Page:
By Guyson Nanagayi – Dakar – At least 200 street beggars who were rounded up last week in Senegal’s capital Dakar , after the government banned begging in public, have been freed, while 39 foreigners are to be repatriated, a police source said on Friday.
“All the beggars who were arrested have been released. None of them were referred to the courts,” the source said, asking not to be named. “Almost 200 beggars of Senegalese nationality were freed on Sunday.
“The beggars of Malian nationality, numbering 30, were to be taken to the border by their embassy yesterday (Thursday) or today, at the same time as a Cameroonian woman who will return to her country by train via Mali.”
Eight other beggars from Guinea, picked up in police raids that started on August 27, were also turned over to their embassy for repatriation on Friday, the source added.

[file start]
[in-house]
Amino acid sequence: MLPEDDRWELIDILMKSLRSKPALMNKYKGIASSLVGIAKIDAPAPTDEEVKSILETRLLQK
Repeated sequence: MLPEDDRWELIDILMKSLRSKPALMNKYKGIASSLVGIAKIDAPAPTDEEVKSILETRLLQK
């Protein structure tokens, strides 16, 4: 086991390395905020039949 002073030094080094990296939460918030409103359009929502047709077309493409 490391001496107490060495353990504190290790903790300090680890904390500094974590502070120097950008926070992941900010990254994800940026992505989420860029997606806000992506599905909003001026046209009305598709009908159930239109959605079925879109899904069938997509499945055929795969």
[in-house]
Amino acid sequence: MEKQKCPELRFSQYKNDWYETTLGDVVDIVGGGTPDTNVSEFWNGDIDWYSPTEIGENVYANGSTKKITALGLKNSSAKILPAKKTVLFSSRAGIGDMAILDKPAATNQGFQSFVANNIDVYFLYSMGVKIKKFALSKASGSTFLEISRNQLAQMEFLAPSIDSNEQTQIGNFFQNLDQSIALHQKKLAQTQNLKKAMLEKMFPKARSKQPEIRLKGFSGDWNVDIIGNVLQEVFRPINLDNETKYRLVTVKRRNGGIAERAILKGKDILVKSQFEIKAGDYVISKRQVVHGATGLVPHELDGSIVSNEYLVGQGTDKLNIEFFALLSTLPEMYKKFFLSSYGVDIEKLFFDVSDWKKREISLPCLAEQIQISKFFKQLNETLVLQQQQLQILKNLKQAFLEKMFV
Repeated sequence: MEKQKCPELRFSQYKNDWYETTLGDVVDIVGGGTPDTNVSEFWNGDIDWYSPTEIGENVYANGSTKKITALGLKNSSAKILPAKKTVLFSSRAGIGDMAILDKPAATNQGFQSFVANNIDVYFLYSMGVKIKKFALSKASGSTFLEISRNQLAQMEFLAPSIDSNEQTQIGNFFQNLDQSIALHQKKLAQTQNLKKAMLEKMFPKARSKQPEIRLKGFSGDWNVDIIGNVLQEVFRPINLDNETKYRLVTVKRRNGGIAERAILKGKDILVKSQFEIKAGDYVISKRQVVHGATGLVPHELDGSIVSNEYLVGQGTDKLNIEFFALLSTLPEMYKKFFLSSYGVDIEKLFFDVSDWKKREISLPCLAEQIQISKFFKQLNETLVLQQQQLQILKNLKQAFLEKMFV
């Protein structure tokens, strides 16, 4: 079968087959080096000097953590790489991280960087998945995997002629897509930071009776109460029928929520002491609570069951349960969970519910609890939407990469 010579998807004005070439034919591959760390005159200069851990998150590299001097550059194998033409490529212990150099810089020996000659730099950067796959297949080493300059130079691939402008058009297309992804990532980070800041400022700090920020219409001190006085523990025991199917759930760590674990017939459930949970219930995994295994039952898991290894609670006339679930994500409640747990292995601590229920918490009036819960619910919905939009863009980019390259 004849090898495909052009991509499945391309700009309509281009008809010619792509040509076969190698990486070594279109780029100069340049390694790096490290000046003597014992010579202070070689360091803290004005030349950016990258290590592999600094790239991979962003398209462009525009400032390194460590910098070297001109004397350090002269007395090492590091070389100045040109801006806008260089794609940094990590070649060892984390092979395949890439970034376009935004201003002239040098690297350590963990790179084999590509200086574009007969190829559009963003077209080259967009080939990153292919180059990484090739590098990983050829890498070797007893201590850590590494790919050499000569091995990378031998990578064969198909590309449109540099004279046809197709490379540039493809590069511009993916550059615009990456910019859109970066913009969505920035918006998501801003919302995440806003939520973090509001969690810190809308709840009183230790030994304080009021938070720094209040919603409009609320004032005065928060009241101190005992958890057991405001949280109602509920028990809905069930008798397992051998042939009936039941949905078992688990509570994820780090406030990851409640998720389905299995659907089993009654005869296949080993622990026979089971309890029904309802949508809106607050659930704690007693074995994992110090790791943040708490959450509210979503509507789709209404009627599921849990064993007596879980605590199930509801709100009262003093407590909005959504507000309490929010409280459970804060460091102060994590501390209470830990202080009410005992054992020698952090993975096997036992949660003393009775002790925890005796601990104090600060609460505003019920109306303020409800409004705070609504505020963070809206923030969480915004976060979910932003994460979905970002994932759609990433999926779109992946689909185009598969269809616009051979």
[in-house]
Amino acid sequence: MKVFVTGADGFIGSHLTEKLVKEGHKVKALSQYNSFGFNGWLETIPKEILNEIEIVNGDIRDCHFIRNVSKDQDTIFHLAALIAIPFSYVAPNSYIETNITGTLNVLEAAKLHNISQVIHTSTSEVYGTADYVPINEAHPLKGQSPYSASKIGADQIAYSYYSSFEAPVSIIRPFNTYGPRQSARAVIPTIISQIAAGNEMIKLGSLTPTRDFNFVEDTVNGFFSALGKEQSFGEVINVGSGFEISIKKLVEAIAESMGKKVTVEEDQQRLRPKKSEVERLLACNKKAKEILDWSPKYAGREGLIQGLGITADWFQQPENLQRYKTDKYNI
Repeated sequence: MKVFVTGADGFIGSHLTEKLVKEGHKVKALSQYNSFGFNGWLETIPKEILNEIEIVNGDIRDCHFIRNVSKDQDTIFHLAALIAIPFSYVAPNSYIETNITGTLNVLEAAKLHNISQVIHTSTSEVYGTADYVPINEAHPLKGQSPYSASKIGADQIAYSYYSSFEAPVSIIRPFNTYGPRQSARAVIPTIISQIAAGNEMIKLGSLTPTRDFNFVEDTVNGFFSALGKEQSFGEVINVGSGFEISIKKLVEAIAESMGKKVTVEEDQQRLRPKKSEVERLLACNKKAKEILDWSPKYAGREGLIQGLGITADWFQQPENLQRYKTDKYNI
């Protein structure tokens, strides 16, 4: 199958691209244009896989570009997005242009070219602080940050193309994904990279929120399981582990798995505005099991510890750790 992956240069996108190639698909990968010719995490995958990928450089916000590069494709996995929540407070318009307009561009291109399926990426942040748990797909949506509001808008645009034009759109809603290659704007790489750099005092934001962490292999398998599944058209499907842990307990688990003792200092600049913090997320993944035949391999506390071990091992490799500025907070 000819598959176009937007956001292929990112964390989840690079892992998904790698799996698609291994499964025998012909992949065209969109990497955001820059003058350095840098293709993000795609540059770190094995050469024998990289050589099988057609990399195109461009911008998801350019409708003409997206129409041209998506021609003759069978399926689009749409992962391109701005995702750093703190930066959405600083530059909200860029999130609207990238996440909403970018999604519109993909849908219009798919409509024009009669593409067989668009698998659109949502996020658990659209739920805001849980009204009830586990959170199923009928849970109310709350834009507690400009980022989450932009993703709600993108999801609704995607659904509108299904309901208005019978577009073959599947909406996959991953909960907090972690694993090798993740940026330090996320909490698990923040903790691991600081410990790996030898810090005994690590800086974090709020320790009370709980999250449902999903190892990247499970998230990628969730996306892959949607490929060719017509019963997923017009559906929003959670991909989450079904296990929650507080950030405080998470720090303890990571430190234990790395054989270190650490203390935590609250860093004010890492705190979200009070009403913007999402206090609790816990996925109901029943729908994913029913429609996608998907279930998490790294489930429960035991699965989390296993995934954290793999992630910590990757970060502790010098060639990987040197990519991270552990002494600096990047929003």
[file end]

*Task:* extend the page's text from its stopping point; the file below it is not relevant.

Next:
Quran masters on trial for child exploitation
However , the police also said that 30 children, pupils in Islamic schools – or “talibes” – have either been returned to their families this week or placed in care centres.
On September 8, a court will hand down its verdict in the trial of seven Quran masters – five Senegalese and two from Guinea-Bissau – who have been charged with exploiting children to beg and who face two years in prison.
The Senegalese police began operations to pick up beggars after the government on August 23 banned begging in all public places, except for the collection of alms outside places of worship.
Two years ago, the UN Children’s Fund estimated that there were 8 000 children running wild on the streets of Dakar.
In April, the New York-based Human Rights Watch denounced a situation in Senegal where the organisation found “tens of thousands of children forced into begging” and often “exploited and abused, allegedly in the name of religion”.